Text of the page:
That's because as the economy struggles, Mervyn King and his team at the Bank of England will want to keep interest rates low. And if things get really bad, another round of quantitative easing can't be ruled out; that'll be dreadful for the pound. And what's bad for the pound is good for our exporters.

This story hasn't been, and won't be lost on investors. That's why I'm keen on the engineering sector as a whole. Here's how I think we can play it.

Sector investing with a spread bet

I've got my personal favourites in the industrial engineering sector and my portfolio has what I hope are some little golden nuggets buried within it. But I'm not going to pretend that I know exactly which stocks will do best over the coming years.

That's why I've put my money down on the sector as a whole too. Here you can leave the hassle of stock picking to one side. By investing in the sector, all you need worry about is that the momentum behind the industrial engineers continues.

And I think it will.

The easiest way to put your money behind a sector is with a spread bet. If you don't have an account already, you can compare the top 20 spread betting accounts usingour spread betting comparison table.

On my IG Index spread-betting account, I click on the indices' button, then UK sectors'. Here I find all the individual FTSE 350 sectors.

This morning the FTSE 350 Industrial Engineering sector was quoted at 7,351-7,400 for the September contract. So basically you can sell the index at 7,351, or buy it at 7,400; so the spread between the buy/sell is about 0.7%.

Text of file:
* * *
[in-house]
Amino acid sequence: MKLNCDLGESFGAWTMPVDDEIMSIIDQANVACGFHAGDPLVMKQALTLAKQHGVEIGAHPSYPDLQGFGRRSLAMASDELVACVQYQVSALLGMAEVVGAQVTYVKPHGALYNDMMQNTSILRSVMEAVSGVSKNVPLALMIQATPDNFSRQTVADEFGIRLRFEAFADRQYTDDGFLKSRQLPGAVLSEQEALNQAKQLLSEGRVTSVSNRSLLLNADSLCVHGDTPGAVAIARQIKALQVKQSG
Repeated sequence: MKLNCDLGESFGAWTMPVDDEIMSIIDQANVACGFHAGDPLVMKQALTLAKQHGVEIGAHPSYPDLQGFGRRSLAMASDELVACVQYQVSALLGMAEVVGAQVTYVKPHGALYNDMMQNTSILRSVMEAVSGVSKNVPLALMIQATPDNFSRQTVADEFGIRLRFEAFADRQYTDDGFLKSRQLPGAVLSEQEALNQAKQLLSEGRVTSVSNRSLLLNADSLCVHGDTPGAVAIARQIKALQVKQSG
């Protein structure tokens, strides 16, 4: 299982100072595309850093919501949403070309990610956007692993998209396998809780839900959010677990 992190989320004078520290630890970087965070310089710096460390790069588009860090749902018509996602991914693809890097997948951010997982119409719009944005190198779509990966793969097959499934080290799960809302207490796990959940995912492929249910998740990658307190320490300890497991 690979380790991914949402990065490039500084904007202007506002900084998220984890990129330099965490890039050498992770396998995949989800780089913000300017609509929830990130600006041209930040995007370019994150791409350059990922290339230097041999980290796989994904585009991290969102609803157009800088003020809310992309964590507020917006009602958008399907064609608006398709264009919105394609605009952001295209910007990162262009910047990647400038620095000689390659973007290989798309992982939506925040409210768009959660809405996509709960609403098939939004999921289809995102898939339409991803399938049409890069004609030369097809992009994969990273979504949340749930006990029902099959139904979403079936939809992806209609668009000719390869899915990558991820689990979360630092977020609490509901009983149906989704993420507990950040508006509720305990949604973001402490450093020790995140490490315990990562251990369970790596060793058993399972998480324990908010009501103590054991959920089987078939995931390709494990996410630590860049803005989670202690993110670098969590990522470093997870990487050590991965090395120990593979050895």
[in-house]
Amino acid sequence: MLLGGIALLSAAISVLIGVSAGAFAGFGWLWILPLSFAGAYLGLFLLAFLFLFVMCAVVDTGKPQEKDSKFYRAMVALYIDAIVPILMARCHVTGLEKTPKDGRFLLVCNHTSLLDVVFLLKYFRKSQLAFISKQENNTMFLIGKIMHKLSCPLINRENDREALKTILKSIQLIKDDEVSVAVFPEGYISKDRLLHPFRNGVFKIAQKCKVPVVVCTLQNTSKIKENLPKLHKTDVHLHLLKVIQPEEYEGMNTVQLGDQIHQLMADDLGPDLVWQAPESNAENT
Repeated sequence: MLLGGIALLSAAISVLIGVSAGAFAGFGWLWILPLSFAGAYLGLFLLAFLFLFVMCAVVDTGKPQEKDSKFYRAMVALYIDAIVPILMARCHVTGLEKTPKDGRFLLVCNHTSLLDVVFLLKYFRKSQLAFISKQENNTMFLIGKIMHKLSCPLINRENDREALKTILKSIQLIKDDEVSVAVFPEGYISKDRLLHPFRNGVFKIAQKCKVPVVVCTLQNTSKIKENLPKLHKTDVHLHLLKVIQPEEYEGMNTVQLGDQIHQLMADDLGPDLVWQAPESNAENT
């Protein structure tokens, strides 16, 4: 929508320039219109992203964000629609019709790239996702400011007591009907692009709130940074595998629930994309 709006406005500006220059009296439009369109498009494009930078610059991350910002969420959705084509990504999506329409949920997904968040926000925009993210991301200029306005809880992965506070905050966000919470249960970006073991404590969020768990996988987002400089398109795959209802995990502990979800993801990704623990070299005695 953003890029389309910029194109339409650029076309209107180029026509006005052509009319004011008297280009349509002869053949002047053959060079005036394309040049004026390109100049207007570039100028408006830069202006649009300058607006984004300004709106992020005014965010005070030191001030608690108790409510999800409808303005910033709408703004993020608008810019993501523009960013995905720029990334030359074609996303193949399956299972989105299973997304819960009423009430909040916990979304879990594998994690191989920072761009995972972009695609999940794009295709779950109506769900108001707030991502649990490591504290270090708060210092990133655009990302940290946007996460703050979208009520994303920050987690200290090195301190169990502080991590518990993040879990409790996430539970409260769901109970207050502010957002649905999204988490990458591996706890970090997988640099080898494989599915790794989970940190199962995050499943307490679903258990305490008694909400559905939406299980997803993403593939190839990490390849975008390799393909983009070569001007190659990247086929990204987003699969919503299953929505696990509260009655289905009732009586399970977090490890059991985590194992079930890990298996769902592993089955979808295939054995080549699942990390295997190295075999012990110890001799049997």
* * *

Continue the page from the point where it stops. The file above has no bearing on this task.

Within that spread is the cost of financing the bet. Because you only need to put down 5% of the value of your bet, the spread-bet provider is financing the other 95% of your exposure. Obviously they're not going to do that for nothing. That's why they charge you a bit more the further out the contract is. For example, the June contract is slightly cheaper to buy than the September one.

If you bet £1 a point on the September contract, then, to all intents and purposes, you've invested £7,400 split amongst the constituents of the industrial engineering sector.

And so that you get your dividends, the account provider should make a cash adjustment to your account as they go ex-dividend. Different providers deal with this differently, so it may be worth checking out with them.

Don't lose your position by setting your stop loss too close

Though you only have to put 5% margin down for a bet on the sector, I think you're better off putting down more. I recommend putting down at least 10% and setting your stop loss there. So in this example, if you buy the FTSE 350 Industrial Engineering sector at 7400, set your stop loss at 740 points below that.